In a remarkable discovery, scientists have identified a new species of tiny lizards in the biodiverse forests of the Western Ghats, describing them as “diminutive dragons.” The newfound species, named Agasthyagama edge or the northern kangaroo lizard, belongs to the Agamidae family, characterized by its diminutive size with a maximum snout-vent length of 4.3 cm.
This species marks the second in the Agasthyagama genus, following the previously reported A. beddomii found in the Sivagiri hills of Tamil Nadu. The recent discovery was made by a collaborative team of scientists from various institutions in India and abroad, conducting research in the southern Western Ghats at Kulamavu in Idukki.
- Reduced Fifth Toe: The kangaroo lizard exhibits a reduced fifth toe, rendering them poor climbers. Unlike other lizards, they prefer terrestrial habitats with dense leaf litter cover, where they run fast and seek refuge within dry leaves to avoid predators.
Discovery and Confirmation
Lead author Sandeep Das, a Science and Engineering Research Board (SERB) national postdoctoral fellow at Calicut University, recounts the initial sighting during an expedition in search of the elusive Mahabali frog around 2015. While initially assumed to be A. beddomii, further evidence emerged, leading the researchers to suspect the existence of a new species. Subsequent sightings in the same locality confirmed their hypothesis.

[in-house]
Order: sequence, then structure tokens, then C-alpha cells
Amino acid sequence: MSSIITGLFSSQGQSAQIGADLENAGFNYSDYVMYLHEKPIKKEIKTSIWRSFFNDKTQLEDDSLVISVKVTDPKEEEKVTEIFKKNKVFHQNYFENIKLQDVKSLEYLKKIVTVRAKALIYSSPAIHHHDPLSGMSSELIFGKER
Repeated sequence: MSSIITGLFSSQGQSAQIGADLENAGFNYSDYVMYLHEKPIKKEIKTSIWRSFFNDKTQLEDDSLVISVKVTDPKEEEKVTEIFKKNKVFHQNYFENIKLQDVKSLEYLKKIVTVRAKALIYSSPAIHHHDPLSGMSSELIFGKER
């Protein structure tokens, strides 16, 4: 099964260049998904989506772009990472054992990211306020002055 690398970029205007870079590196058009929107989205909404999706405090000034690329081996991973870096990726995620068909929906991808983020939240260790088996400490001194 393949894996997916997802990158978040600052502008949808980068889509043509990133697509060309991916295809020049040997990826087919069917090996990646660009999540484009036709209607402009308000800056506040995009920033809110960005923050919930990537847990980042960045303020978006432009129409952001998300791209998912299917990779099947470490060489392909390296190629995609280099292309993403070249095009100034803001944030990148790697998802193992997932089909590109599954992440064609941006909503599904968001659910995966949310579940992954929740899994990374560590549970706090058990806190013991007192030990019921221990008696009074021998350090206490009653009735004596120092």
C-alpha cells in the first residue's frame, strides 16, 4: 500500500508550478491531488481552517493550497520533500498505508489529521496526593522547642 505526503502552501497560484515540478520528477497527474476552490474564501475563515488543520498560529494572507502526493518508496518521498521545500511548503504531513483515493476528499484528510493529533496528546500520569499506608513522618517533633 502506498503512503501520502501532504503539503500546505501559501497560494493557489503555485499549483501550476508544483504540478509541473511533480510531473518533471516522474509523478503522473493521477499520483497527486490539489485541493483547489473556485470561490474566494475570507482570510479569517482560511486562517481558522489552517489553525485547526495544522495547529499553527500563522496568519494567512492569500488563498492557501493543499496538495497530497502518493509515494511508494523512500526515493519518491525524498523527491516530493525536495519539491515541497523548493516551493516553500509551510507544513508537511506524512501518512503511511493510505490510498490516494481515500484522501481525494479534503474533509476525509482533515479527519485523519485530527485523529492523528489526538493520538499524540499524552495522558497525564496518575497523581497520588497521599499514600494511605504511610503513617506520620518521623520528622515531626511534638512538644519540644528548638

Analyses and Differences
Morphological and genetic analyses substantiated the distinctiveness of the new species, and it was observed that the geographic separation from the closest distributional records is approximately 80 km.
The newly discovered lizard features a uniform dull olive-brown body with a slightly darker head. Notably, it sports a white throat with a broad dark brown stripe on its dewlap, adorned with brick-yellow scales on the outside.
Named Agasthyagama edge, the species pays homage to the Evolutionary Distinct and Globally Endangered (EDGE) program of the Zoological Society of London. This program, supporting various researchers, including lead author Dr. Das and co-author K.P. Rajkumar of Aranyakam Nature Foundation, focuses on conservation efforts for unique and endangered species.
The collaborative efforts involved researchers from diverse institutions, including Saunak Pal of Bombay Natural History Society, Surya Narayanan of Ashoka Trust for Research in Ecology and the Environment, K. Subin of Kerala Forest Research Institute, Muhamed Jafer Palot from the Zoological Survey of India, and V. Deepak from the University of Wolverhampton.
The findings of this discovery have been reported in the scientific journal Vertebrate Zoology, published by the Senckenberg Museum in Germany.